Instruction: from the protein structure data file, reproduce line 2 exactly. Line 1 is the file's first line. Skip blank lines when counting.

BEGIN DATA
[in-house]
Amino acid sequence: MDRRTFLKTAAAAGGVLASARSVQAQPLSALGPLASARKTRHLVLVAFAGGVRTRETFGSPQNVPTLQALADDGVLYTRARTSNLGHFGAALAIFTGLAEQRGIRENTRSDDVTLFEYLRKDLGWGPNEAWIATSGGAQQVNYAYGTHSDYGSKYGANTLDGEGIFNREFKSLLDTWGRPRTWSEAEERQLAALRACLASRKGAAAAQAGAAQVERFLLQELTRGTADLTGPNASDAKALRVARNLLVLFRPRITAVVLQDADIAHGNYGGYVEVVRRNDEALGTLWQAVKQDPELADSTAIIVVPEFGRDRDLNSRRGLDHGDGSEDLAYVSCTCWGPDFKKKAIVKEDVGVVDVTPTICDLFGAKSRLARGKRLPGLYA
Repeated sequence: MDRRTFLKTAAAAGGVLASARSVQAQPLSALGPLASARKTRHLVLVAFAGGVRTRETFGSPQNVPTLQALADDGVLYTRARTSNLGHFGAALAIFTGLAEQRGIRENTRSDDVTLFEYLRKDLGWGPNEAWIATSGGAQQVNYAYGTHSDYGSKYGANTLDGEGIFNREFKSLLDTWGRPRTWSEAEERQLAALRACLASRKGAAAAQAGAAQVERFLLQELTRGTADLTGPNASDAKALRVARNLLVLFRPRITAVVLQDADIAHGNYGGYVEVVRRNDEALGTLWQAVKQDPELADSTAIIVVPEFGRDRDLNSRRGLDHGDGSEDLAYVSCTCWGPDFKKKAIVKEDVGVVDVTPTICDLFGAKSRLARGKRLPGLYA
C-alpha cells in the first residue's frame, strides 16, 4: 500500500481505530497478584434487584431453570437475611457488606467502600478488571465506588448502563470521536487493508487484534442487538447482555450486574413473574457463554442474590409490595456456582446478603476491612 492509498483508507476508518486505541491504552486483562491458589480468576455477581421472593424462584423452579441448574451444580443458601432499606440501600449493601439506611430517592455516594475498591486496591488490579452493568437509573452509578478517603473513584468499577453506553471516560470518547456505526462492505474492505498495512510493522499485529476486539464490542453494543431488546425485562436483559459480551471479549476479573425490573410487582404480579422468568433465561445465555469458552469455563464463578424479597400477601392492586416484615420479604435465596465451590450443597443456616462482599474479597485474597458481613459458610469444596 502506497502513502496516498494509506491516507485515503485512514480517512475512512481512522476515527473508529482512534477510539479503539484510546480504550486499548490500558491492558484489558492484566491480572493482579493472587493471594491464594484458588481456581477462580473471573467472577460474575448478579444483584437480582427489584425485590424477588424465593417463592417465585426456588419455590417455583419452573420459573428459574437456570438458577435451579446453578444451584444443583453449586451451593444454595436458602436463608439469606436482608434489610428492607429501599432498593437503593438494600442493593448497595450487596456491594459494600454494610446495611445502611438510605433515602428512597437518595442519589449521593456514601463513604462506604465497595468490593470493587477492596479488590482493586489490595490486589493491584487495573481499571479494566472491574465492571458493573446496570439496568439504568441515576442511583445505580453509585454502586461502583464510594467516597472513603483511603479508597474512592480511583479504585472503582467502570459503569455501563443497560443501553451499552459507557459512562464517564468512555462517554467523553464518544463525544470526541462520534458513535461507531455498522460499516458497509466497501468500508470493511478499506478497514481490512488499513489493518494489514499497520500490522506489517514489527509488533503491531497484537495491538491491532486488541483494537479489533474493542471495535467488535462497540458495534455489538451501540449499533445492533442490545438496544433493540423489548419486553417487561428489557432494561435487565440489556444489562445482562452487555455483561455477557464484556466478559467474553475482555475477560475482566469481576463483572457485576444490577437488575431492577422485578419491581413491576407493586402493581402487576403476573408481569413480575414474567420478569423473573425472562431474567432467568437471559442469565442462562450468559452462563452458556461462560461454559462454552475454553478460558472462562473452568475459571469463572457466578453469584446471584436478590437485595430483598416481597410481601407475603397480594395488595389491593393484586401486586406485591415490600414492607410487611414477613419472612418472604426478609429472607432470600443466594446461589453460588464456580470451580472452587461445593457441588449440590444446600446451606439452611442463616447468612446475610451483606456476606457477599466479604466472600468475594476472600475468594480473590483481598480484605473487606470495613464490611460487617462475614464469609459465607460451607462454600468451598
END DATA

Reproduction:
Amino acid sequence: MDRRTFLKTAAAAGGVLASARSVQAQPLSALGPLASARKTRHLVLVAFAGGVRTRETFGSPQNVPTLQALADDGVLYTRARTSNLGHFGAALAIFTGLAEQRGIRENTRSDDVTLFEYLRKDLGWGPNEAWIATSGGAQQVNYAYGTHSDYGSKYGANTLDGEGIFNREFKSLLDTWGRPRTWSEAEERQLAALRACLASRKGAAAAQAGAAQVERFLLQELTRGTADLTGPNASDAKALRVARNLLVLFRPRITAVVLQDADIAHGNYGGYVEVVRRNDEALGTLWQAVKQDPELADSTAIIVVPEFGRDRDLNSRRGLDHGDGSEDLAYVSCTCWGPDFKKKAIVKEDVGVVDVTPTICDLFGAKSRLARGKRLPGLYA